Chapter 1The MU-puzzle
ONE OF THE most central notions in this book is that of a formal
system. The type of formal system I use was invented by the
American logician Emil Post in the 1920's, and is often called a
"Post production system". This Chapter introduces you to a formal
system and moreover, it is my hope that you will want to explore
this formal system at least a little; so to provoke your curiosity,
I have posed a little puzzle.
"Can you produce MU?" is the puzzle. To begin with, you will be
supplied with a string (which means a string of letters).* Not to
keep you in suspense, that string will be MI. Then you will be told
some rules, with which you can change one string into another. If
one of those rules is applicable at some point, and you want to use
it, you may, but-there is nothing that will dictate which rule you
should use, in case there are several applicable rules. That is
left up to you-and of course, that is where playing the game of any
formal system can become something of an art. The major point,
which almost doesn't need stating, is that you must not do anything
which is outside the rules. We might call this restriction the
"Requirement of Formality". In the present Chapter, it probably
won't need to be stressed at all. Strange though it may sound,
though, I predict that when you play around with some of the formal
systems of Chapters to come, you will find yourself violating the
Requirement of Formality over and over again, unless you have
worked with formal systems before.
The first thing to say about our formal system-the MIU-system-is
that it utilizes only three letters of the alphabet: M, I, U. That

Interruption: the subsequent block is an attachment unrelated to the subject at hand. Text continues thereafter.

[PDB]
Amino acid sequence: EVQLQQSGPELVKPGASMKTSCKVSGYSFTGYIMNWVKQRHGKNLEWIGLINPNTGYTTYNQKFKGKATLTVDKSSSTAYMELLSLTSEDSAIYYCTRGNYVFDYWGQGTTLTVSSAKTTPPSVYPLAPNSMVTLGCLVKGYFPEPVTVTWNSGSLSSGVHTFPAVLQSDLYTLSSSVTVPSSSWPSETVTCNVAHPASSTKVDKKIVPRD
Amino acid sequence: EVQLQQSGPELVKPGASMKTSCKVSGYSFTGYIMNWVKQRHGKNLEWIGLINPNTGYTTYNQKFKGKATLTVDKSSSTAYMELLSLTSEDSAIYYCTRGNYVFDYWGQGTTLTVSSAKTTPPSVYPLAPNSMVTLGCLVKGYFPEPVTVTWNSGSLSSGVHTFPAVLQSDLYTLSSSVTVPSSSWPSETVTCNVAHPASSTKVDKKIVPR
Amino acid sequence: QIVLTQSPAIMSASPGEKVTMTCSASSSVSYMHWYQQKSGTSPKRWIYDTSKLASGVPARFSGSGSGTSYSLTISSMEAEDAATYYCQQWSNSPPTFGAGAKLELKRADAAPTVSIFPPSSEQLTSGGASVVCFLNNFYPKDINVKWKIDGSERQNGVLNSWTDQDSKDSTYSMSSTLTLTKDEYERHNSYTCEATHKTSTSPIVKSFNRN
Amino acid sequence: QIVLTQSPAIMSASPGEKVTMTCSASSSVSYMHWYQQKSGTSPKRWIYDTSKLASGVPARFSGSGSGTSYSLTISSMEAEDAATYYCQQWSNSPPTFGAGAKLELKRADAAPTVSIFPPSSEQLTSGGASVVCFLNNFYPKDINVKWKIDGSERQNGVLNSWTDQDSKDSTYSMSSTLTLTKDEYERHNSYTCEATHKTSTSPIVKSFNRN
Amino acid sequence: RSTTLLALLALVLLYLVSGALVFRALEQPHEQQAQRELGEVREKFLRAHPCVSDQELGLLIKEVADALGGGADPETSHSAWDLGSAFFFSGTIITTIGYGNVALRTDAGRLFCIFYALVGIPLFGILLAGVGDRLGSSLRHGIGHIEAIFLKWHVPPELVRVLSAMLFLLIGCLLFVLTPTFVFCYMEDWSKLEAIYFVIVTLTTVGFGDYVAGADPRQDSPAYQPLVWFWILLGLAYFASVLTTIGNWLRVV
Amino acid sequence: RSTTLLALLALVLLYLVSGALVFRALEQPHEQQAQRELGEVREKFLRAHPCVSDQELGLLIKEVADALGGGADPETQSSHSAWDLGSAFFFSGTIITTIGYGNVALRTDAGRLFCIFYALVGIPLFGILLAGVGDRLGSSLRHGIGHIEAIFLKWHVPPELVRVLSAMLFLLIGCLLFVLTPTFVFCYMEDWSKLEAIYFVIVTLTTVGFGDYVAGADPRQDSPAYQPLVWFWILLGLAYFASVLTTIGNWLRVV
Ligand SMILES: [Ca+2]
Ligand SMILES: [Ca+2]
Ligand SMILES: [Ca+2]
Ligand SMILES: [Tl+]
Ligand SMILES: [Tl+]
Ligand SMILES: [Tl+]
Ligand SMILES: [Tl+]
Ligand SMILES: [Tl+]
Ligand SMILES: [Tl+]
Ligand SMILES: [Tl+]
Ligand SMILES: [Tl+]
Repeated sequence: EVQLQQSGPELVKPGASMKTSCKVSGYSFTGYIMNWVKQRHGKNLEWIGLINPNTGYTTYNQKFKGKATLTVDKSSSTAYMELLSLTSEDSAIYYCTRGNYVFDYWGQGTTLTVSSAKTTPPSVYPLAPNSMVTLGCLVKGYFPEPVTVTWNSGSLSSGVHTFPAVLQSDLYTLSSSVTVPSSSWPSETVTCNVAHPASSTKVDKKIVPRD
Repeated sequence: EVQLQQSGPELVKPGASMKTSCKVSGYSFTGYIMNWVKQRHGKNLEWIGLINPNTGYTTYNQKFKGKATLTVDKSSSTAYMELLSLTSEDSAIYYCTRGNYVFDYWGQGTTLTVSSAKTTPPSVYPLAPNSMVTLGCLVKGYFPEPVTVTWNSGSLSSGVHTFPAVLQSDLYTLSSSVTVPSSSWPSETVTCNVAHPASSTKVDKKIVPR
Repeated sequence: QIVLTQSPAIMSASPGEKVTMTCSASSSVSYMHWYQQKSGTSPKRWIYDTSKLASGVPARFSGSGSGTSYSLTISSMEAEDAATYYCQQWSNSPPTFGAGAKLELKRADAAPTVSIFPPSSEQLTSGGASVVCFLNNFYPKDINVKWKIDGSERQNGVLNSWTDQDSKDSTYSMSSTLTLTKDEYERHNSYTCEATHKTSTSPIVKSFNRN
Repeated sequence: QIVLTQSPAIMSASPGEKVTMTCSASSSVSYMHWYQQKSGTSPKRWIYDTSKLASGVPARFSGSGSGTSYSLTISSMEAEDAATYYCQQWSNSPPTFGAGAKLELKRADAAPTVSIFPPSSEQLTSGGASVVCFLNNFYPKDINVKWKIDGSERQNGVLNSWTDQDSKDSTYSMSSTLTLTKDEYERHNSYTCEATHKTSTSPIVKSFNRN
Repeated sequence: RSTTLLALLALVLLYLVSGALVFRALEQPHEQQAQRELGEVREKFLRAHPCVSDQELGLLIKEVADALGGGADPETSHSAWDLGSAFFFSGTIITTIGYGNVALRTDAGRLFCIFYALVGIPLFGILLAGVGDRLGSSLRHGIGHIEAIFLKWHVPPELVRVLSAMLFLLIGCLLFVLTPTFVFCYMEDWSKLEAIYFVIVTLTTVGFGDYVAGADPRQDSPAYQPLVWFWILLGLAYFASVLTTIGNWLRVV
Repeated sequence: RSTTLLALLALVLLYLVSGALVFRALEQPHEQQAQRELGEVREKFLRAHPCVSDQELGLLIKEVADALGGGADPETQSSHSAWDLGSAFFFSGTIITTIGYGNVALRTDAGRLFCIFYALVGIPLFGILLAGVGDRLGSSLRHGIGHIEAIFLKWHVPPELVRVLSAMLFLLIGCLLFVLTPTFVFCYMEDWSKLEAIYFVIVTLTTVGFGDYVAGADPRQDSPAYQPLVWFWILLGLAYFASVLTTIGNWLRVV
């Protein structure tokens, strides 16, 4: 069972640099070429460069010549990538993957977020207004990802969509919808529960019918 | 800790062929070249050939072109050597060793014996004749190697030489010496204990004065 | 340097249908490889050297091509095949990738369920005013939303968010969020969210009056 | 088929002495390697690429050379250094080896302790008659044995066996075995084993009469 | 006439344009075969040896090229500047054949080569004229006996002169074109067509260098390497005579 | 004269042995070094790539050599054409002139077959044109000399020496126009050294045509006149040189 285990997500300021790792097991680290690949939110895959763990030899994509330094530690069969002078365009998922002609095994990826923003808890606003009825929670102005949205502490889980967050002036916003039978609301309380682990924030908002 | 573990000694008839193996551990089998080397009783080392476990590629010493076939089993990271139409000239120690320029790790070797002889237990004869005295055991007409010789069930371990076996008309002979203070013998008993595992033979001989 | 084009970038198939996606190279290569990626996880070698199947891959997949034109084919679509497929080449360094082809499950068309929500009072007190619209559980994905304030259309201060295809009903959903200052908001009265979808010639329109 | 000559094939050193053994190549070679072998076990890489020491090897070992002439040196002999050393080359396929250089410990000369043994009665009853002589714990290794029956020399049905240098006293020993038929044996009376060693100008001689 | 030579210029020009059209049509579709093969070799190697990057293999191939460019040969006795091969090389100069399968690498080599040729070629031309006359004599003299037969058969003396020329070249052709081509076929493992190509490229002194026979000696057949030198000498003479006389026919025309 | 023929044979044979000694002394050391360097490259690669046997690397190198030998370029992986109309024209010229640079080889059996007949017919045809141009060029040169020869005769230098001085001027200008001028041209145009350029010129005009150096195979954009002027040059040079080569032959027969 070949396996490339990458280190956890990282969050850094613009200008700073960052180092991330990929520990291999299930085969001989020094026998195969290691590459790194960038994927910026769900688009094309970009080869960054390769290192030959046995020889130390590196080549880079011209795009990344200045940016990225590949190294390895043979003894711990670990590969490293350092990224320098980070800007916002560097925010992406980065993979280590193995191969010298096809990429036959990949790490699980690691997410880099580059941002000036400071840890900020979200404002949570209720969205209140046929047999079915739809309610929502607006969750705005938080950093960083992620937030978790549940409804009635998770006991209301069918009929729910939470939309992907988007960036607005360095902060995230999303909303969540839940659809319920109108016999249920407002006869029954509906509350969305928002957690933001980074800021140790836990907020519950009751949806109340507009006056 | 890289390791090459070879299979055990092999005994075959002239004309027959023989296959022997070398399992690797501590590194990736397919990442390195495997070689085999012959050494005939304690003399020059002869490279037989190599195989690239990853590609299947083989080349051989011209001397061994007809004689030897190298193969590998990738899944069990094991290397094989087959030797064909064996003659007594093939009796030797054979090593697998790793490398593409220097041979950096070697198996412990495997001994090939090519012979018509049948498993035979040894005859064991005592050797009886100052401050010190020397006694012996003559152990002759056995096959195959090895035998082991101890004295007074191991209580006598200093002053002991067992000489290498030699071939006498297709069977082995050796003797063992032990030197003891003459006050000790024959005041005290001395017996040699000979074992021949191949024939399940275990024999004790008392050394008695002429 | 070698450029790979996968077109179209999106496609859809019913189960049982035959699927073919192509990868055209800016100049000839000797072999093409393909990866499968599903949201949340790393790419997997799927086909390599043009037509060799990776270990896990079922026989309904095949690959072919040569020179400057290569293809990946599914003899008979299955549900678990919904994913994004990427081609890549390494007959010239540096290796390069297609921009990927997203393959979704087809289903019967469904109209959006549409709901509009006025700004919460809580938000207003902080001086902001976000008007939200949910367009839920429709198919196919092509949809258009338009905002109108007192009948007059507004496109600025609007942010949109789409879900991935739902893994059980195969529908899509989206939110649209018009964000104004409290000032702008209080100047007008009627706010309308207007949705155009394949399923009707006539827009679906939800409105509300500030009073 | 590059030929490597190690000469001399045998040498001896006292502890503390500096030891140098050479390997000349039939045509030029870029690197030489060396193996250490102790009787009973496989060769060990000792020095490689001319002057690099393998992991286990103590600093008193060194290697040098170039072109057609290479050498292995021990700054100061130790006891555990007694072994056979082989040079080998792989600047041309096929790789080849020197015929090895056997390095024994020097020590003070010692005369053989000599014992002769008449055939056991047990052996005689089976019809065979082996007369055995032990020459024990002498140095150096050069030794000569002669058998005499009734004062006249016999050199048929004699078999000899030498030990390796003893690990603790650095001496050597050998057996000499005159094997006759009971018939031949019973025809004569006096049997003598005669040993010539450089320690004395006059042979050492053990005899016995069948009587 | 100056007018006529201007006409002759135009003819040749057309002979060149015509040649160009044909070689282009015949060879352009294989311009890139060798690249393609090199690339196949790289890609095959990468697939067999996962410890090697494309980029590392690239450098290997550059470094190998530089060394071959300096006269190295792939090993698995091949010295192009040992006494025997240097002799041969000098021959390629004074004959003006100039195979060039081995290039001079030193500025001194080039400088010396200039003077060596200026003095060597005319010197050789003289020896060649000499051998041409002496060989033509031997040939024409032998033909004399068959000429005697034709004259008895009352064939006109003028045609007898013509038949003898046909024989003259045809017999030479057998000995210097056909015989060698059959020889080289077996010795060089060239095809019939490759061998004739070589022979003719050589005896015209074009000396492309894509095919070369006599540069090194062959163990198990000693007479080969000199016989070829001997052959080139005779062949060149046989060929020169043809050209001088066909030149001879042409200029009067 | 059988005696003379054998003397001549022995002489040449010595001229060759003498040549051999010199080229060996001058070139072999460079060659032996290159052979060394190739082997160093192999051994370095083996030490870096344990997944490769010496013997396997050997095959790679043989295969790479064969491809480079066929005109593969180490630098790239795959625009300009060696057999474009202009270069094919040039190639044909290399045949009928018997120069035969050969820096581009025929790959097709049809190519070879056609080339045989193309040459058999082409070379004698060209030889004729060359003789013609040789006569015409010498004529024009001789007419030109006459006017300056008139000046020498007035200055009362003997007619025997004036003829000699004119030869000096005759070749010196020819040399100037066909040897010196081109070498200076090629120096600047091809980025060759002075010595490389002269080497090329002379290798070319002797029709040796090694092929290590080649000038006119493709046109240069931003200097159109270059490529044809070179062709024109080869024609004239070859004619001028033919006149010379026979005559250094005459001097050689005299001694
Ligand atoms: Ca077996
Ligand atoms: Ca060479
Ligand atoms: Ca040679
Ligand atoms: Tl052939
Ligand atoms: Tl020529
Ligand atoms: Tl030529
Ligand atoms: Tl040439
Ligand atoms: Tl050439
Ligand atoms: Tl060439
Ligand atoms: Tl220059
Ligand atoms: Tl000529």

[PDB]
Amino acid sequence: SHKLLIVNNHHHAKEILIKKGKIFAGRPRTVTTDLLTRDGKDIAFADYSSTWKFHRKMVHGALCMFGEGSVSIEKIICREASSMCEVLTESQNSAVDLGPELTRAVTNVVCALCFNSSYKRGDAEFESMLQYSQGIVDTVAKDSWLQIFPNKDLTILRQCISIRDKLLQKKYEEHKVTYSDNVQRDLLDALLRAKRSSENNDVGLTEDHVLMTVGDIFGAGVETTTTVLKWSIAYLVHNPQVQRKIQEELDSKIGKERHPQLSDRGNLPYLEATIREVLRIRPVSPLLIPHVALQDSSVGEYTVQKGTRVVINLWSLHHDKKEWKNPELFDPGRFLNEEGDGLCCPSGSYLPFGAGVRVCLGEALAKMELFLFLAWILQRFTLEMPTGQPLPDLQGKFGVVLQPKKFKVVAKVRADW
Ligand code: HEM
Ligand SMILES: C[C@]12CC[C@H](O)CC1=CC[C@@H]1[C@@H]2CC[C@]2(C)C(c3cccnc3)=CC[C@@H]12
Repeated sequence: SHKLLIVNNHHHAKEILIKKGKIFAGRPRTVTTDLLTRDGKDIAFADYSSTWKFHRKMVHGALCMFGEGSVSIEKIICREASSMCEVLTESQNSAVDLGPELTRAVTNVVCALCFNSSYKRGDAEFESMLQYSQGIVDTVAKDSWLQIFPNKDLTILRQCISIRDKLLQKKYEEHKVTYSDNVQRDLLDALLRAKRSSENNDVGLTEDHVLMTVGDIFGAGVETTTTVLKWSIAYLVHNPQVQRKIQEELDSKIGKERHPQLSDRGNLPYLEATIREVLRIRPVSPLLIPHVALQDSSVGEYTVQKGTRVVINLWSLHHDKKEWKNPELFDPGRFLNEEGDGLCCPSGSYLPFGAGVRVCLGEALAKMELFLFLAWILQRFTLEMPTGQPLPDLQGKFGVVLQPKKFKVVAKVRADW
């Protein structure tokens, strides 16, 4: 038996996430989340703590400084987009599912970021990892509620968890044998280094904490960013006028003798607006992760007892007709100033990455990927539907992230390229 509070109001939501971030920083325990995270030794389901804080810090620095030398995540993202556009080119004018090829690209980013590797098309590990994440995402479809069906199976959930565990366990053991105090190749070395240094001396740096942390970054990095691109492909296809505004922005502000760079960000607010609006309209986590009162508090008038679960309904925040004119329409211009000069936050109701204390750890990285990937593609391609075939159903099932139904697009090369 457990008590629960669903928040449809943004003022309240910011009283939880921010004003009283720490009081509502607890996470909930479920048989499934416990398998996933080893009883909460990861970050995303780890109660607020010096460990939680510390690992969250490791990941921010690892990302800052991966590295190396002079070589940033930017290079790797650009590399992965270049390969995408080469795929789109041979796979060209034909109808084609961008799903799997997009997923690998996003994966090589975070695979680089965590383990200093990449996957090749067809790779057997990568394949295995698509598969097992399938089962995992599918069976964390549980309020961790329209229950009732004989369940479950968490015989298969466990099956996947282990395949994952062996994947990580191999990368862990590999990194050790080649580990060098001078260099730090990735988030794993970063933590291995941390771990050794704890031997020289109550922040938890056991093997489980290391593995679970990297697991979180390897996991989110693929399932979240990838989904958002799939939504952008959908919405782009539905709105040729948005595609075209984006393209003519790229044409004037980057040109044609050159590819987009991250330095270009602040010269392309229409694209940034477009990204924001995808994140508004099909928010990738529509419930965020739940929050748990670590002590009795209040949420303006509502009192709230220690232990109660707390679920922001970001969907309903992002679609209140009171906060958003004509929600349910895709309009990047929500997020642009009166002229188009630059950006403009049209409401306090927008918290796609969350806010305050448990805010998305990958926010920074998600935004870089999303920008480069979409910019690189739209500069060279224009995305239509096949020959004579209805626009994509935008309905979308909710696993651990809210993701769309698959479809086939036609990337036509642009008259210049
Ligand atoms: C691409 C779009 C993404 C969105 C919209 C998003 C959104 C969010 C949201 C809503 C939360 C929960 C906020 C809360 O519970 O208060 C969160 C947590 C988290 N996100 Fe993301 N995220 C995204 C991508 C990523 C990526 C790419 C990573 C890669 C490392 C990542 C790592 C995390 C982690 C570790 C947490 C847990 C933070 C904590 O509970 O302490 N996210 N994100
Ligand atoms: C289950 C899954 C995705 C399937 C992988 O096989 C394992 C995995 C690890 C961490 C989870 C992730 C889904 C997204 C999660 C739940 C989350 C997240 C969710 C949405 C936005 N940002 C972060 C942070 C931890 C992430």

means that the only strings of the MIU-system are strings which are
composed of those three letters. Below are some strings of the
* In this book, we shall employ the following conventions when
we refer to strings. When the string is in the same typeface as the
text, then it will be enclosed in single or double quotes.
Punctuation which belongs to the sentence and not to the string
under discussion will go outside of the quotes, as logic dictates.
For example, the first letter of this sentence is 'F', while the
first letter of 'this sentence.is 't'. When the string is in
Quadrata Roman, however, quotes will usually be left off, unless
clarity demands them. For example, the first letter of Quadrata is
Q.But although all of these are legitimate strings, they are not
strings which are "in your possession". In fact, the only string in
your possession so far is MI. Only by using the rules, about to be
introduced, can you enlarge your private collection. Here is the
first rule:RULE I: If you possess a string whose last letter is I,
you can add on a U at the end.
By the way, if up to this point you had not guessed it, a fact
about the meaning of "string" is that the letters are in a fixed
order. For example, MI and IM are two different strings. A string
of symbols is not just a "bag" of symbols, in which the order
doesn't make any difference.
Here is the second rule:RULE II: Suppose you have Mx. Then you
may add Mxx to your collection.What I mean by this is shown below,
in a few examples.From MIU, you may get MIUIU. From MUM, you may
get MUMUM. From MU, you may get MUU.So the letter `x' in the rule
simply stands for any string; but once you have decided which
string it stands for, you have to stick with your choice (until you
use the rule again, at which point you may make a new choice).
Notice the third example above. It shows how, once you possess MU,
you can add another string to your collection; but you have to get
MU first! I want to add one last comment about the letter `x': it
is not part of the formal system in the same way as the three
letters `M', `I', and `U' are. It is useful for us, though, to have
some way to talk in general about strings of the system,
symbolically-and that is the function of the `x': to stand for an
arbitrary string. If you ever add a string containing an 'x' to
your "collection", you have done something wrong, because strings
of the MIU-system never contain "x" s!Here is the third rule:RULE
III: If III occurs in one of the strings in your collection, you
may make a new string with U in place of III.Examples:
From UMIIIMU, you could make UMUMU.
From MII11, you could make MIU (also MUI).
From IIMII, you can't get anywhere using this rule.
(The three I's have to be consecutive.) From MIII, make
MU.Don't, under any circumstances, think you can run this rule
backwards, as in the following example:From MU, make MIII